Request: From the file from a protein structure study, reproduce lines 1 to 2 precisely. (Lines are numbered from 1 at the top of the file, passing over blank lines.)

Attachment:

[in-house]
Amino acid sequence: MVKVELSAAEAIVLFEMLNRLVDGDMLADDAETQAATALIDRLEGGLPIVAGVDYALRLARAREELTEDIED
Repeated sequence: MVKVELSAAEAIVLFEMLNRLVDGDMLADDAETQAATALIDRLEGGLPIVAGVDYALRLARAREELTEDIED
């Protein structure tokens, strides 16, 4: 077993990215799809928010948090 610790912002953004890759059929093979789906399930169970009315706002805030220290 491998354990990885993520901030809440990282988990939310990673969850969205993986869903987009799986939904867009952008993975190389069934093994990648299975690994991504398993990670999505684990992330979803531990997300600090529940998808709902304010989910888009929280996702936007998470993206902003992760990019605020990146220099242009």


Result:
[in-house]
Amino acid sequence: MVKVELSAAEAIVLFEMLNRLVDGDMLADDAETQAATALIDRLEGGLPIVAGVDYALRLARAREELTEDIED